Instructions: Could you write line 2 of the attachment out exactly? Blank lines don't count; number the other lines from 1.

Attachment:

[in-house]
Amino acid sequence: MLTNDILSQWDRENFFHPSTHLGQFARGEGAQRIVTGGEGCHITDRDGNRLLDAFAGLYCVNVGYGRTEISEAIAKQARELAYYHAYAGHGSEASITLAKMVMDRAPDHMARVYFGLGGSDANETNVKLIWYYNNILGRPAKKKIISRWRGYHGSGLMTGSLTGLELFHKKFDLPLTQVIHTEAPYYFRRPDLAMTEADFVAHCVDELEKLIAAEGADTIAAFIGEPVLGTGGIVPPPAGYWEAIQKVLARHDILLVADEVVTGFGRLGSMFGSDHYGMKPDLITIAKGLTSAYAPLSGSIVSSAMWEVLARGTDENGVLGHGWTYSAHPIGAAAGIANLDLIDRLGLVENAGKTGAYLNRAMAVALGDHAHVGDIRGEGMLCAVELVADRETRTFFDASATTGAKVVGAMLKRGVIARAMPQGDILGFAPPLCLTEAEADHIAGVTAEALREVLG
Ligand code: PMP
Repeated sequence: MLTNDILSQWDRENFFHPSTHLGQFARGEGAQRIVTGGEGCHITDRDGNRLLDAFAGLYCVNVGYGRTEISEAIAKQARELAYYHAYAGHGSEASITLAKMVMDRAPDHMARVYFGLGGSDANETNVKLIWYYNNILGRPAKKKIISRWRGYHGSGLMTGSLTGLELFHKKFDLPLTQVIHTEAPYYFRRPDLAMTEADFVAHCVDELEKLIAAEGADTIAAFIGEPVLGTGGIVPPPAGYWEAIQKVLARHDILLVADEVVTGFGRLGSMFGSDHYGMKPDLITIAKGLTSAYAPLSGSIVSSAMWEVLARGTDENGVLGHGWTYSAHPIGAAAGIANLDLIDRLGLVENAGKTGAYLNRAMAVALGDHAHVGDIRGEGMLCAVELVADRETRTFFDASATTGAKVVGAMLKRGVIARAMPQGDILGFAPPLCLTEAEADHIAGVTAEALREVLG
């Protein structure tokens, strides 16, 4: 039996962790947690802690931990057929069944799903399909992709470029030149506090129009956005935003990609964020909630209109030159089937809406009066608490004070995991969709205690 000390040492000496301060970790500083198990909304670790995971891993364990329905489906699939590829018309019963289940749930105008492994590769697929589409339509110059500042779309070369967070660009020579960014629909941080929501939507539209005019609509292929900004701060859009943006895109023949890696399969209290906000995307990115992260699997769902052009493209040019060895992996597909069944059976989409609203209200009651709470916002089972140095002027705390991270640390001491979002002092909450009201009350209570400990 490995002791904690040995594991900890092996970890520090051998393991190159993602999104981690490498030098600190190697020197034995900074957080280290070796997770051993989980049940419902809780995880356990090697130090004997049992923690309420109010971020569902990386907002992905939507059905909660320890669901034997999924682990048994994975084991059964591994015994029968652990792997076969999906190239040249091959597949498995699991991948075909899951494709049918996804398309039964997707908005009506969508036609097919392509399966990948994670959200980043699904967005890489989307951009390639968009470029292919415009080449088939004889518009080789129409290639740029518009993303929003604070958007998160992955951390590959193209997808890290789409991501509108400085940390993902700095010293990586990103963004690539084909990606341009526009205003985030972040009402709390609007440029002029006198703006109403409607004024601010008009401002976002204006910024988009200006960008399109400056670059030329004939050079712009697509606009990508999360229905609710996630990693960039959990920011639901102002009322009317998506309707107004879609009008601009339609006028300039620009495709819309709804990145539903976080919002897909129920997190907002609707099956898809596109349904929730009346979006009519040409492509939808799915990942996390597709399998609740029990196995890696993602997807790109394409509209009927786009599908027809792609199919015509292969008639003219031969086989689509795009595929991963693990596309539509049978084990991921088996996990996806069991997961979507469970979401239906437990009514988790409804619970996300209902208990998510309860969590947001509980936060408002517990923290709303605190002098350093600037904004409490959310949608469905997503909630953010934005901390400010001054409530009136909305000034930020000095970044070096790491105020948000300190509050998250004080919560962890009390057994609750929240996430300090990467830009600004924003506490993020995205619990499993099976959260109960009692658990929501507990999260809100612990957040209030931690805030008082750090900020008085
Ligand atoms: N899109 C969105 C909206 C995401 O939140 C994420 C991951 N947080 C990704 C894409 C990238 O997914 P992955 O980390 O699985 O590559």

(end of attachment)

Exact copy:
Amino acid sequence: MLTNDILSQWDRENFFHPSTHLGQFARGEGAQRIVTGGEGCHITDRDGNRLLDAFAGLYCVNVGYGRTEISEAIAKQARELAYYHAYAGHGSEASITLAKMVMDRAPDHMARVYFGLGGSDANETNVKLIWYYNNILGRPAKKKIISRWRGYHGSGLMTGSLTGLELFHKKFDLPLTQVIHTEAPYYFRRPDLAMTEADFVAHCVDELEKLIAAEGADTIAAFIGEPVLGTGGIVPPPAGYWEAIQKVLARHDILLVADEVVTGFGRLGSMFGSDHYGMKPDLITIAKGLTSAYAPLSGSIVSSAMWEVLARGTDENGVLGHGWTYSAHPIGAAAGIANLDLIDRLGLVENAGKTGAYLNRAMAVALGDHAHVGDIRGEGMLCAVELVADRETRTFFDASATTGAKVVGAMLKRGVIARAMPQGDILGFAPPLCLTEAEADHIAGVTAEALREVLG